Otti Arrest Won’t Be Dropped Unless DNA Sample is Got, Says ICC
The International Criminal Court (ICC) has said unless the body of the former Deputy Commander-in- Chief of the Lord’s Resistance Army (LRA) rebel, Vincent Otti is produced, the arrest warrant issued against him will not be dropped.
Reports indicate that Vincent Otti was executed on October 2, 2007 on the orders of Joseph Kony, the LRA Chief, after the two men disagreed over the failed 2006 Juba Peace Talks.
Reports say Otti was executed by firing squad after being tied on the stump of a tree outside Kony’s base inside Garamba National Park in the Democratic Republic of Congo (DRC).
On July 8, 2005, the ICC issued arrest warrants against five of the top LRA commanders including the LRA’s Chief Joseph Kony for their alleged roles in the violent campaigns against the civilian population majorly in northern Uganda.
Otti faces 33 counts of crimes against humanity in violation of the Rome Statute.
Answering questions from journalists during a recent media engagement in Kampala, Phakiso Mochokochoko, the ICC Director Jurisdiction, Complementary and Cooperation Division said unless there is forensic evidence of Otti’s death, the arrest warrant against him will still stand.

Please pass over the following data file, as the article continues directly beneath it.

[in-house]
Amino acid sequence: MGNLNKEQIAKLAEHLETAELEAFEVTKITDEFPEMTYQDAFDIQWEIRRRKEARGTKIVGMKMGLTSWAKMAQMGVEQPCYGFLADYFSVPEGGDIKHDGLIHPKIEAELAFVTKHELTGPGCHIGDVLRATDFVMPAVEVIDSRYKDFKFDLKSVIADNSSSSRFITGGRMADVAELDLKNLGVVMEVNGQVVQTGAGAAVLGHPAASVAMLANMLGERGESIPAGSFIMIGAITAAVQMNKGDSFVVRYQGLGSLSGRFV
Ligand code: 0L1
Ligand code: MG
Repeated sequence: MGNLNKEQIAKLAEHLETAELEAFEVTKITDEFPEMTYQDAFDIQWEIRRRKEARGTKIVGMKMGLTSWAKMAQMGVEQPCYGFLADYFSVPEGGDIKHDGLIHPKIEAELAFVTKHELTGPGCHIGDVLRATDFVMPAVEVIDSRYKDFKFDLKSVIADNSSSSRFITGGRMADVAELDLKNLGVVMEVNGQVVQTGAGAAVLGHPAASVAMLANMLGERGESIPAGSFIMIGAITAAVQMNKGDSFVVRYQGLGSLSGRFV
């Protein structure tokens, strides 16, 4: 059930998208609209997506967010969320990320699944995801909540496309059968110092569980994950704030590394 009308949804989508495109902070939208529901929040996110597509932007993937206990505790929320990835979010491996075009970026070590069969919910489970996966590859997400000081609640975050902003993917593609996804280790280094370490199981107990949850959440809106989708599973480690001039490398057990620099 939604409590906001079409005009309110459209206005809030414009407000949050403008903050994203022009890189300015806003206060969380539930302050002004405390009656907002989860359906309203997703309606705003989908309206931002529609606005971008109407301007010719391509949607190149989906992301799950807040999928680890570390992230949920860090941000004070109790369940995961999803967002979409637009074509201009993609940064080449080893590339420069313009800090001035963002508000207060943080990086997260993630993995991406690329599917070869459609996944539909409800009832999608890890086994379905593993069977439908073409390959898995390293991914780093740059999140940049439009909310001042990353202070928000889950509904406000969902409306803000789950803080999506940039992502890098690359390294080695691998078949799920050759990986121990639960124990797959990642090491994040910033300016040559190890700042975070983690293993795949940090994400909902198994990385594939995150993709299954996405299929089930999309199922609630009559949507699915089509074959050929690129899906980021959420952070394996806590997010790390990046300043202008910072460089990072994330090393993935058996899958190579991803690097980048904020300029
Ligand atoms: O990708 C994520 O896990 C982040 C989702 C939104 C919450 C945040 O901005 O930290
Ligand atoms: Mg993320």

Mochokochoko explained that as ICC, they need Otti’s body so that DNA tests can be conducted to prove that he is dead. He said the court cannot rely on rumours.
The ICC says there is no time frame when the arrest warrant against Otti will be dropped.
Out the five LRA commanders wanted on war crimes and crimes against humanity, it is only Dominic Ongwen who has been taken into custody at the ICC after he defected in 2015.
Ongwen is facing seventy charges for his role in abduction, enslavement and sexual slavery among others.
The Netherlands Ambassador to Uganda, Hen Jan Baker, said the creation of the ICC should send signals to those committing heinous crimes that impunity has no place in the world.
Baker warned that suspects in international crimes can run but they will in the end be got.
LRA is blamed for widespread atrocities against civilian population in northern Uganda, South Sudan, DRC and the Central African Republic (CAR).